Yesterday was just another humdrum day in SE25. Crystal Palace exited administration. We signed Edgar Davids on a pay-as-you-play deal, the former Holland international smiling as he held up the fabled red and blue striped shirt at the club’s official website. Oh, and two strikers arrived on loan; Jonathan Obika from Spurs and Ipswich’s Pablo Counago. Am I dreaming? We’ve got Edgar fucking Davids. Plus… two other guys that know how to insert the ball into the onion bag, Onika being highly rated and capped at England Youth level. Davids is set to be introduced on the pitch at today’s game against Ipswich. I repeat: AM I DREAMING??!!
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Friday 20th August
Nearly a month since my last indoor gig, I was champing at the bit for last night's UK solo debut from former Emperor guitarist/vocalist Ihsahn. Was a bit disappointed by the size of the turnout with the Electric Ballroom's upstairs balcony closed off and plenty of room to move about elsewhere, but the show was fantastic. Since the seemingly final implosion of Emperor, Ihsahn has gone down a more progressively inclined path, releasing three quite superb solo records. The Norwegian musicians from his backing band provided the night's support entertainment with their own groups. Caught the end of Leprous, who sounded really good. However, I was really impressed by Shining – not to be confused with the self-mutilating Swedes of the same name – whose mixture of experimental jazz and black metal was plain bonkers.
With a six-piece band onstage – seven including the occasional blasts of saxophone from Shining’s Jørgen Munkeby – it must’ve been hell behind the mixing console for Ihsahn’s headline set. Sure enough, the sound at the beginning was pants but as Ihsahn’s lead vocals – a mixture of growls and clean singing – became more audible and the guitars were allowed to breathe, things took shape. With all but two exceptions the 80-minute show was culled from Ihsahn’s solo catalogue, the Opeth-like ‘Invocation’ among its many highlights. Surprisingly, he also included two songs by “the boy band I was with back in the 90s”, namely ‘The Tongue Of Fire’ (from 2001’s ‘Prometheus: The Discipline of Fire & Demise’) and ‘Thus Spake The Nightspirit’ (a selection from ‘Anthems to the Welkin at Dusk’ in ’97). Here’s the full set-list: ‘The Barren Lands’, ‘A Grave Inversed’, ‘Misanthrope’, ‘Invocation’, ‘Called By The Fire’, ‘Scarab’, ‘Emancipation’, ‘Unhealer’, ‘Frozen Lakes On Mars’, ‘Citizen’, ‘The Tongue Of Fire’, ‘On The Shores’ and ‘Thus Spake The Nightspirit’.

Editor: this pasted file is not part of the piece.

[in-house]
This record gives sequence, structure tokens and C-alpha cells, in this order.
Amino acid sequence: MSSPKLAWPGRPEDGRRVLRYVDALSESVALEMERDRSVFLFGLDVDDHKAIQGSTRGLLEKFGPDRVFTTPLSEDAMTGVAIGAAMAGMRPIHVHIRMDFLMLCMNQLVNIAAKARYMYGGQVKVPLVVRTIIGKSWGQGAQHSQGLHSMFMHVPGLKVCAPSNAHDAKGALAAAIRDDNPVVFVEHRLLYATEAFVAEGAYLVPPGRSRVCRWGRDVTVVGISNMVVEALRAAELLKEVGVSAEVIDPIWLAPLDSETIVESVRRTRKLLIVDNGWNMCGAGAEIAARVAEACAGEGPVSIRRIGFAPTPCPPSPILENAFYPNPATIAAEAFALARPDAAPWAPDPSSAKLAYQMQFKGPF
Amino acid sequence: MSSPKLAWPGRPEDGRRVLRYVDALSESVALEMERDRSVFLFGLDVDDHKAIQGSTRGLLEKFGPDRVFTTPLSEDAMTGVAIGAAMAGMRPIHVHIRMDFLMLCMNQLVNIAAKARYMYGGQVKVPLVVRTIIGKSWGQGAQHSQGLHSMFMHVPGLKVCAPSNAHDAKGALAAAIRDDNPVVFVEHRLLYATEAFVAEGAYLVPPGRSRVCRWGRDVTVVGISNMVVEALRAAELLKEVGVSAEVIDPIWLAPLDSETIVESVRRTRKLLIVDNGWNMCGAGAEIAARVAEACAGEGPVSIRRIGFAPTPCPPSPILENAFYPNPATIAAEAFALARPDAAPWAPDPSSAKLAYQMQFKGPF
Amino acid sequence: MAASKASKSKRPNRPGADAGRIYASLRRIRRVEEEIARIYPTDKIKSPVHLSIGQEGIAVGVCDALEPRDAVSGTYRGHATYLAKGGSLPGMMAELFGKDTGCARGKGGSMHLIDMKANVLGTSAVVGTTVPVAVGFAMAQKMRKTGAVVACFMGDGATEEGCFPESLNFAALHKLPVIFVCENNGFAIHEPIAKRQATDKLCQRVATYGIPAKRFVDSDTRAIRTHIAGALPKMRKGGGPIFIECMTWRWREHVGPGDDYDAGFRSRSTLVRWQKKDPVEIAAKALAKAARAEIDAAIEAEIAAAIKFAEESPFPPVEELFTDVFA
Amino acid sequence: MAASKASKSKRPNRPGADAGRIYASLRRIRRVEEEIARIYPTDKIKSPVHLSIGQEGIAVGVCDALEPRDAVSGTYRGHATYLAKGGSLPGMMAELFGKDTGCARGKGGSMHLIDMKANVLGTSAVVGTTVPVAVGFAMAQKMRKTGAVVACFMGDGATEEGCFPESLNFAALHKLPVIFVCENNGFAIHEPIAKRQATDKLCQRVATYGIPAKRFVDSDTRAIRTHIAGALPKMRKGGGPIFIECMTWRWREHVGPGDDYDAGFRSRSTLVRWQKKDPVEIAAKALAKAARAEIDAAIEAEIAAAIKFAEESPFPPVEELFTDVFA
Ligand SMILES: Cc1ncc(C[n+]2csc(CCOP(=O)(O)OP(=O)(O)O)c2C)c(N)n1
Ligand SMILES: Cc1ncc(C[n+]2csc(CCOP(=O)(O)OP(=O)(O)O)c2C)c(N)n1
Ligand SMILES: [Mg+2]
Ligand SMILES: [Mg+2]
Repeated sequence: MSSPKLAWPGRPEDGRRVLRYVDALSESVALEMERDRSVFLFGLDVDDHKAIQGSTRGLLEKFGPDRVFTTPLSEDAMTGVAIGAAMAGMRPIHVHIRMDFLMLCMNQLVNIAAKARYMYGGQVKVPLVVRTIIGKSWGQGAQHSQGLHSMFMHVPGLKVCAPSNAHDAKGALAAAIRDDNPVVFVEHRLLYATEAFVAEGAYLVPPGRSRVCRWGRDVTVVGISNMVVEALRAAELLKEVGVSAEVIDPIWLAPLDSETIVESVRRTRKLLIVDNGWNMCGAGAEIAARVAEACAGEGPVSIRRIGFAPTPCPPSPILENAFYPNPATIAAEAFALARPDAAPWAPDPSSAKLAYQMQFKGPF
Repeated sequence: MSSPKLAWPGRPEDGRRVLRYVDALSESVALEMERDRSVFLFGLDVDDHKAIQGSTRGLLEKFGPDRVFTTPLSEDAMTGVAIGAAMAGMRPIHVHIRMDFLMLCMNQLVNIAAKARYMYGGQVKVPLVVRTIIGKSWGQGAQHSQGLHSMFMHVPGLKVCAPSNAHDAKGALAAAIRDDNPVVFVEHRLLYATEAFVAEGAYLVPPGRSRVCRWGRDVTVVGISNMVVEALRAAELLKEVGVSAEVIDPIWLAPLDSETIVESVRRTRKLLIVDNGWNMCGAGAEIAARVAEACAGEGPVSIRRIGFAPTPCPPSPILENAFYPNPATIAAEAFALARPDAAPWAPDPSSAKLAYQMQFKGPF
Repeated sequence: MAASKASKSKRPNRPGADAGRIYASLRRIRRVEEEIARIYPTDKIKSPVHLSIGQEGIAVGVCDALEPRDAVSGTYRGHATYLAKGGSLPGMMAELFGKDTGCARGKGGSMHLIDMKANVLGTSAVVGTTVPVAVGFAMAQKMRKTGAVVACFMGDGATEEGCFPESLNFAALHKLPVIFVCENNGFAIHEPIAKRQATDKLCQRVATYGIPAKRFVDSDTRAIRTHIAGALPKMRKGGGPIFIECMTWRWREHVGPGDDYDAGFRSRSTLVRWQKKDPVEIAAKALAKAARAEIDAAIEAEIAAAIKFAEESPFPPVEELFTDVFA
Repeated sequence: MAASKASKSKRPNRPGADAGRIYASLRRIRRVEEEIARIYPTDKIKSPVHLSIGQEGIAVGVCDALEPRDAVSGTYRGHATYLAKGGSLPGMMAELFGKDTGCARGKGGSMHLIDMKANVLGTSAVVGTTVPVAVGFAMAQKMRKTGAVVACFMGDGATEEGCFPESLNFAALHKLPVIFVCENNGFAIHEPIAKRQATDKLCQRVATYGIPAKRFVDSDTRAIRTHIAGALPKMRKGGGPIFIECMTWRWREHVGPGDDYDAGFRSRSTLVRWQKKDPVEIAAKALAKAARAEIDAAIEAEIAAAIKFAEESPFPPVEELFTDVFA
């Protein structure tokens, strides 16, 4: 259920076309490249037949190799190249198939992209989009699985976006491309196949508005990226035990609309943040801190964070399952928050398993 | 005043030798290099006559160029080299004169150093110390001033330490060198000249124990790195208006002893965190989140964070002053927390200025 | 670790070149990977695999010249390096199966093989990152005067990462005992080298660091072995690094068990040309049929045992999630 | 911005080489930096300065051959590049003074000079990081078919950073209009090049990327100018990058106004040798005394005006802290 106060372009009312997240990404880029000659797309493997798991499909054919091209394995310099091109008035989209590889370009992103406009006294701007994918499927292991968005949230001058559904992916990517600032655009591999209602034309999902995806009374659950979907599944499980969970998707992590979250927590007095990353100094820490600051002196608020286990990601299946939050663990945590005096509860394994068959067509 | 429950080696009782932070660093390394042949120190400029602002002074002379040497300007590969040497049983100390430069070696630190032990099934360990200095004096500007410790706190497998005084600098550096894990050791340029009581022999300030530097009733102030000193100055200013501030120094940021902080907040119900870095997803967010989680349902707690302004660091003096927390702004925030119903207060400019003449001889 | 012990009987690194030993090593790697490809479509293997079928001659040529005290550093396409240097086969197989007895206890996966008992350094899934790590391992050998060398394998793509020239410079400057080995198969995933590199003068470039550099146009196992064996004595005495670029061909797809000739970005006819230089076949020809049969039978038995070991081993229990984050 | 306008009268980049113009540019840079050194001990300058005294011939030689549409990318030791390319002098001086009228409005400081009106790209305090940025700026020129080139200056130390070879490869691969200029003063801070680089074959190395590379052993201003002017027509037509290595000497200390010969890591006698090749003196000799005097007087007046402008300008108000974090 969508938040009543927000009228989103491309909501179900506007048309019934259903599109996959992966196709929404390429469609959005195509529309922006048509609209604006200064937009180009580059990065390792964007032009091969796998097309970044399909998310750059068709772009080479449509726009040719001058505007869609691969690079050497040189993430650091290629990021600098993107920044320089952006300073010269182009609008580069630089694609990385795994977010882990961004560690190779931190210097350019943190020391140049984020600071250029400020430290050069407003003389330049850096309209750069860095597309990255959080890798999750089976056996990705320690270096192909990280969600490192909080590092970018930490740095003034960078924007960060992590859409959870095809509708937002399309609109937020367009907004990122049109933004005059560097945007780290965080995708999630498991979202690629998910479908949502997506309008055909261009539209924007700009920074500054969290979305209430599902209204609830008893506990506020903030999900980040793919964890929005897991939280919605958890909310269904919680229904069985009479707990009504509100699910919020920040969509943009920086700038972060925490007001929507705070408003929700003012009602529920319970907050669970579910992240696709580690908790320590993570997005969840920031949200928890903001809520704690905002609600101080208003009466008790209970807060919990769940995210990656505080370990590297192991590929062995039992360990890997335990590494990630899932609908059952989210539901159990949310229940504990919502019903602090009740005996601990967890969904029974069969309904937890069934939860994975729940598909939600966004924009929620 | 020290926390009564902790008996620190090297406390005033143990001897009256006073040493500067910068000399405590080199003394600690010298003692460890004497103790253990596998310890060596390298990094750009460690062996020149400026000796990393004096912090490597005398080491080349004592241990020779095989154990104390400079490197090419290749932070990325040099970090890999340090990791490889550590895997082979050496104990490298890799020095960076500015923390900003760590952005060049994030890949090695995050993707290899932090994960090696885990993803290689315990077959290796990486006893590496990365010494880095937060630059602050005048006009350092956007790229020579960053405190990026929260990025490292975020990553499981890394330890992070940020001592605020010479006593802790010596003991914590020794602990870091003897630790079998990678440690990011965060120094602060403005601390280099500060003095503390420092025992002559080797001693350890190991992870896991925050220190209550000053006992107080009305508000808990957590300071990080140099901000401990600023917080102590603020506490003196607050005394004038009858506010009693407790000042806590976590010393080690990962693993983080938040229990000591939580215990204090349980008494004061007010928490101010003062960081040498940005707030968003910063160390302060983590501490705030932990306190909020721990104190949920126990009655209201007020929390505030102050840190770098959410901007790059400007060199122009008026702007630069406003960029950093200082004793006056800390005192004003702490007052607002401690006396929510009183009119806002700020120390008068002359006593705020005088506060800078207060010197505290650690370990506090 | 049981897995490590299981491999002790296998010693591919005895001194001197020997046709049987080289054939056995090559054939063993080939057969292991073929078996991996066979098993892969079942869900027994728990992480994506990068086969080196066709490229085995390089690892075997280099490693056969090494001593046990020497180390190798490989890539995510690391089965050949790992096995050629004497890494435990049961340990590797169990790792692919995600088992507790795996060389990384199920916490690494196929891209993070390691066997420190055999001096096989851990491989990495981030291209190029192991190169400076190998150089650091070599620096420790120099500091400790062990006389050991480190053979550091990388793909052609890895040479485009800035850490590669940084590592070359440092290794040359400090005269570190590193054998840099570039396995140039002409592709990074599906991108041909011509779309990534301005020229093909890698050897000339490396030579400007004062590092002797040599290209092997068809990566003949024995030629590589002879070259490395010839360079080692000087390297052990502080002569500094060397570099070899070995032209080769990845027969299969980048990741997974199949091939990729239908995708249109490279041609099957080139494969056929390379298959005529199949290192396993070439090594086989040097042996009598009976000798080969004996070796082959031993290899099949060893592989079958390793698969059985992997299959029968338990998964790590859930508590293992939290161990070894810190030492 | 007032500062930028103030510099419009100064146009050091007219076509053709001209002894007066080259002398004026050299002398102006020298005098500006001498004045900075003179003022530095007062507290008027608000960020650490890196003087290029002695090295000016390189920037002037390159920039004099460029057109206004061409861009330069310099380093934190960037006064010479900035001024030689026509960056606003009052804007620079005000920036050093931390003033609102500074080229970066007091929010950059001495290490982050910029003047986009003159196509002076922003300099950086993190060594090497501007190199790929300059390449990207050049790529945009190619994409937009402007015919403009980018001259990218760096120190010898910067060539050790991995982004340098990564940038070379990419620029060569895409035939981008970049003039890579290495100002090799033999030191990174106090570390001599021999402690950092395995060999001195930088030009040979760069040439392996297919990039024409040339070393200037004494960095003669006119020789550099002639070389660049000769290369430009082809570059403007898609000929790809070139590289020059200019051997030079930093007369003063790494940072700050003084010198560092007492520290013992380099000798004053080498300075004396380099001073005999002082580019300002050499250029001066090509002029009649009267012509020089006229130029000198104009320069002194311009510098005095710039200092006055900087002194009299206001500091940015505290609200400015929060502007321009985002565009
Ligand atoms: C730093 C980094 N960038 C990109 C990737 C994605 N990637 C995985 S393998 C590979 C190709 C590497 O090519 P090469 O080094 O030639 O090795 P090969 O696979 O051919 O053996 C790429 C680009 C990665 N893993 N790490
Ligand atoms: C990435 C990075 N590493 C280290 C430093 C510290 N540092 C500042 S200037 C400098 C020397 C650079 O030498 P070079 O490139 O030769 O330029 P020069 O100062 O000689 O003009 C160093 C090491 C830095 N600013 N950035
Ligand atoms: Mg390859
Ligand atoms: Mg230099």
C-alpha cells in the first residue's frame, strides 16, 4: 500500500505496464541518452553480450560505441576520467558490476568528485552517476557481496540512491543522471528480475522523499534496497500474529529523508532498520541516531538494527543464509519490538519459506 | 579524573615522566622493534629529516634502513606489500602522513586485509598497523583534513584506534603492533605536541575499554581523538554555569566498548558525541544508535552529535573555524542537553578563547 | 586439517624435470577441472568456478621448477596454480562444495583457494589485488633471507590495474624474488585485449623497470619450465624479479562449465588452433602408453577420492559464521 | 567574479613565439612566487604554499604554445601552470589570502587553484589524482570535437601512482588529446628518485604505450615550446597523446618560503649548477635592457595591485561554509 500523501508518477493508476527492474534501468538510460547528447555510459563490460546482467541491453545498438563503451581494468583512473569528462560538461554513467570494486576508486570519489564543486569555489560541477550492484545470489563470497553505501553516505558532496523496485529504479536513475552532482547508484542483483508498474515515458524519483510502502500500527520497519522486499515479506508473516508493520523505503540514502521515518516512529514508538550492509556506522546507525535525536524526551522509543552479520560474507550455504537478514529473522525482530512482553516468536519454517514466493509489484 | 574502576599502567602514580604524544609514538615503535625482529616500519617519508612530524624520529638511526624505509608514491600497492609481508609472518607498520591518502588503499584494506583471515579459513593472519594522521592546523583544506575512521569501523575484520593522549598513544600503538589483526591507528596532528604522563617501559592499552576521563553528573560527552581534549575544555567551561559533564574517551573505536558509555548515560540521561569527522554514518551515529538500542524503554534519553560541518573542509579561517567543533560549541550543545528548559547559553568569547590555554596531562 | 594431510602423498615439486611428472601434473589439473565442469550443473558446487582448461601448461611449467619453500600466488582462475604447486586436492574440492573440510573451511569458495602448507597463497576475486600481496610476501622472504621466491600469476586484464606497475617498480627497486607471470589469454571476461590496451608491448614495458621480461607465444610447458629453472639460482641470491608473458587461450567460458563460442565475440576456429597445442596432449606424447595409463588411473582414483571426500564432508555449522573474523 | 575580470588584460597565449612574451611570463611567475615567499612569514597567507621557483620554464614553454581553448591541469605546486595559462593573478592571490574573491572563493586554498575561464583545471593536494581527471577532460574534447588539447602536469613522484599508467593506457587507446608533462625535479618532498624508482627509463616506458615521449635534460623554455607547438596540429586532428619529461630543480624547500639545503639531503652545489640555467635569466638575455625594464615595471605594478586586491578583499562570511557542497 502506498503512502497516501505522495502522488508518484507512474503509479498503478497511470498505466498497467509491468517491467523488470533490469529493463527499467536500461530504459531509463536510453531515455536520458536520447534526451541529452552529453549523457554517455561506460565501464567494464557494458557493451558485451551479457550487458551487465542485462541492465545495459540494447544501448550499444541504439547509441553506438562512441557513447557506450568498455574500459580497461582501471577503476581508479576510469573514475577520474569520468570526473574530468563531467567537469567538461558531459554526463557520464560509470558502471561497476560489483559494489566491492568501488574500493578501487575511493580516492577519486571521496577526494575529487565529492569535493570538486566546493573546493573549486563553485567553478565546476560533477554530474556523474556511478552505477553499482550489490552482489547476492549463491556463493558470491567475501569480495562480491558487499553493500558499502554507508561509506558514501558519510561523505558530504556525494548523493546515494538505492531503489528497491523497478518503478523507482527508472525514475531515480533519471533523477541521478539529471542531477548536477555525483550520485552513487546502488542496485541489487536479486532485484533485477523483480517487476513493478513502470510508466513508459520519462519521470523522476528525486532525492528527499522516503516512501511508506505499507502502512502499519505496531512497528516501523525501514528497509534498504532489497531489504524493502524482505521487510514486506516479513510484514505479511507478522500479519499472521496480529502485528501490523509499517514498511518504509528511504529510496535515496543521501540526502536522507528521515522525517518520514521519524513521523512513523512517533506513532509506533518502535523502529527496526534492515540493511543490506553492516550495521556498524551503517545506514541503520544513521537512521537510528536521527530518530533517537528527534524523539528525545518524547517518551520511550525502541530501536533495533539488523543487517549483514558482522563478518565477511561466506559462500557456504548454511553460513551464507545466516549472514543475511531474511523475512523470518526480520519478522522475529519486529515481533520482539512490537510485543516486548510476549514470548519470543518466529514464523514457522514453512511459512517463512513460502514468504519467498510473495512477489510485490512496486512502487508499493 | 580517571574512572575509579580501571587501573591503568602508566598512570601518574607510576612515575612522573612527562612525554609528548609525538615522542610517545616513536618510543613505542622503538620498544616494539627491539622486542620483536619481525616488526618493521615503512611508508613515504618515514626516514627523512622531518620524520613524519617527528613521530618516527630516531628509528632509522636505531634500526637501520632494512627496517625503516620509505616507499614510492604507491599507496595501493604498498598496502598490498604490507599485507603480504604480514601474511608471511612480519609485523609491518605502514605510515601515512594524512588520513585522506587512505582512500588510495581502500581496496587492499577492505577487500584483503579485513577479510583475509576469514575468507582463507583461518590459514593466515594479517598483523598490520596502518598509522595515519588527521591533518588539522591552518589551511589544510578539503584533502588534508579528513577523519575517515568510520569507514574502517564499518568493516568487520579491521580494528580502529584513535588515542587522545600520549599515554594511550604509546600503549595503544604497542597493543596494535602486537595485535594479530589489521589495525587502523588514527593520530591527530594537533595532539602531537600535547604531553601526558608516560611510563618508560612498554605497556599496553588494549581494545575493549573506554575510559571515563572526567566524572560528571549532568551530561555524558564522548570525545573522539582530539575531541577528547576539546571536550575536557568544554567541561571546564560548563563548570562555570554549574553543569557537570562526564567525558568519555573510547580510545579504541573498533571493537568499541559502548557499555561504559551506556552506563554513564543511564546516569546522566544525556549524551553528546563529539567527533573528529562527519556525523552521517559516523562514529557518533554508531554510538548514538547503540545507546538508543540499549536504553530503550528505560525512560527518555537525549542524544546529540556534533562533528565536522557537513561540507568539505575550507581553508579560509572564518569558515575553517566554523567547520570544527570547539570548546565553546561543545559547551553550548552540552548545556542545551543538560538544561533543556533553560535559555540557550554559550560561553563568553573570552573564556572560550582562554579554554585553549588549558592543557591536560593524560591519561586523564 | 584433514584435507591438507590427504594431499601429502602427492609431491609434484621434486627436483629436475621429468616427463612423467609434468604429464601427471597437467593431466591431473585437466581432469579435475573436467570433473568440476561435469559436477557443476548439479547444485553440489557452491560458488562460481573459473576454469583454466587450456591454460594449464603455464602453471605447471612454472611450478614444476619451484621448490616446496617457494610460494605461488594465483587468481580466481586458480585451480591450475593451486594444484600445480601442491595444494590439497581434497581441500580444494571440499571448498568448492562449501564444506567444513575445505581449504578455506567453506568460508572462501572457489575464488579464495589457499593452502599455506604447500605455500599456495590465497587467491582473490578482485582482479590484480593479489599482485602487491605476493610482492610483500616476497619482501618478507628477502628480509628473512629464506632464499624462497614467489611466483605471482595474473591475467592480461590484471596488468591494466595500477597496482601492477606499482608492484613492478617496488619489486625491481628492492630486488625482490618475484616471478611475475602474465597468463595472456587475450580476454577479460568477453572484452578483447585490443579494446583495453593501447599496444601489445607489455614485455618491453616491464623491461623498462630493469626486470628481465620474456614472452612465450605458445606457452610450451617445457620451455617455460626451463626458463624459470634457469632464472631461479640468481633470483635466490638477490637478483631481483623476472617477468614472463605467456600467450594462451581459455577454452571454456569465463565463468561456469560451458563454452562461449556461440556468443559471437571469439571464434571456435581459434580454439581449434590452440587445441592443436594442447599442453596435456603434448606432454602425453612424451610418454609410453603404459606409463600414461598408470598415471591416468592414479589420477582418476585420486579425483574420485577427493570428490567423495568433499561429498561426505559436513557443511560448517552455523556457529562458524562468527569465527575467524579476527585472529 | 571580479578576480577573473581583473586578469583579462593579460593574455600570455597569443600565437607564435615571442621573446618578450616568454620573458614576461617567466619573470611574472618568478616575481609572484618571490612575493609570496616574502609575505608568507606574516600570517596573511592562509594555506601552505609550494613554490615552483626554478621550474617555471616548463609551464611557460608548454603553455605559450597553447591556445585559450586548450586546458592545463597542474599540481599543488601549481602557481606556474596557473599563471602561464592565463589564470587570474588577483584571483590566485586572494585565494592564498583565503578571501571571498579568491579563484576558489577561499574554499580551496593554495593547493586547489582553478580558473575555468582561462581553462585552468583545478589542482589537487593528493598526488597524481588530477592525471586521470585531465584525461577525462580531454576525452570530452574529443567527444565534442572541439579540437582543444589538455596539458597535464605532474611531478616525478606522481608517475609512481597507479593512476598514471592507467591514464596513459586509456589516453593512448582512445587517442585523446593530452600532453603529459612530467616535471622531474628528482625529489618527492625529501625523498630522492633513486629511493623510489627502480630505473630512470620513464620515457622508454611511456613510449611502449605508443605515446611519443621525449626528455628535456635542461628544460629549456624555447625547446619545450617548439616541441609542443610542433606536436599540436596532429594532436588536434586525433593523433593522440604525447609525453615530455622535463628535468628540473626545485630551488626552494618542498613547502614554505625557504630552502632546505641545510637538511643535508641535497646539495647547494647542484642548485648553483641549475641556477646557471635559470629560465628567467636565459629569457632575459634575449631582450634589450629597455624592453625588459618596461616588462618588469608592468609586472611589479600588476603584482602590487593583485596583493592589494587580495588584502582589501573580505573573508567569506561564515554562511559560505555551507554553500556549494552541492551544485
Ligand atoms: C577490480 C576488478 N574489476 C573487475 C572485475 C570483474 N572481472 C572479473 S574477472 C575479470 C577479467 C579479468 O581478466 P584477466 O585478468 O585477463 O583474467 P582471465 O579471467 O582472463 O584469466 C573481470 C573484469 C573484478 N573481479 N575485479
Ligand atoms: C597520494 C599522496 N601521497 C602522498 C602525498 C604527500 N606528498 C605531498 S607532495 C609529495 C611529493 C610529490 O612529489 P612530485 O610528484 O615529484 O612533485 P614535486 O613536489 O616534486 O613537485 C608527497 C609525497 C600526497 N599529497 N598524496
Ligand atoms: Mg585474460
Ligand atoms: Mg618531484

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Thursday 19th August
What a great pleasure it was to speak with Andrew Latimer… a true English gentleman and guiding force of one of this nation’s finest bands, Camel. Latimer has been through the wars this past decade, a doctor having advised him that he had 20 months to live after being diagnosed with myelofibrosis, but after chemo and a bone marrow transplant the 61-year-old is firmly on the mend, experiencing good days and bad (as do we all - only more emphatically so in his case) whilst beginning the process of making new music again with Camel. “Now that I’m getting progressively better, I’m starting to think about getting out there and doing some gigs again,” he told me during yesterday’s interview. Latimer’s tale is a triumph over adversity. My only trouble is that I must deliver the story by tomorrow morning… ouch.
I had no idea that Classic Rock’s label, Powerage Records, was planning to re-release Bigelf’s pre-‘Cheat The Gallows’ catalogue until a parcel flopped onto my desk. The 1996 mini-album, ‘Closer To Doom’ now comes with enough extras to be considered a full-length record in its own right, 2000’s ‘Money Machine’ also has an array of bolt-ons, with ‘Hex’ from ’03 available domestically for the first time in its original form. The only negative? The sleeve booklets for ‘Money…’ and ‘Hex’ are bit too flimsy, a large band pic attempting to compensate for lyrics. Nevertheless, these CDs are exceedingly welcome additions to the collection.
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Wednesday 18th May
My copy of the new Iron Maiden album, ‘The Final Frontier’, has arrived. It’s the tin box-housed ‘mission edition’… thanks a lot, EMI! Although I had found ‘El Dorado’ a bit wishy-washy – worrying, given that the previous three albums since the return of Bruce Dickinson and Adrian Smith were all previewed by quality tunes (viz ‘The Wicker Man’, ‘Wildest Dreams’ and ‘The Reincarnation Of Benjamin Breeg’) – I’m happy to say that the reviews do not lie; ‘The Final Frontier’ is blowing me away. Its final track, the almost 11-minute ‘When The Wild Wind Blows’… sheeeeesh, that’s bloody amazing stuff.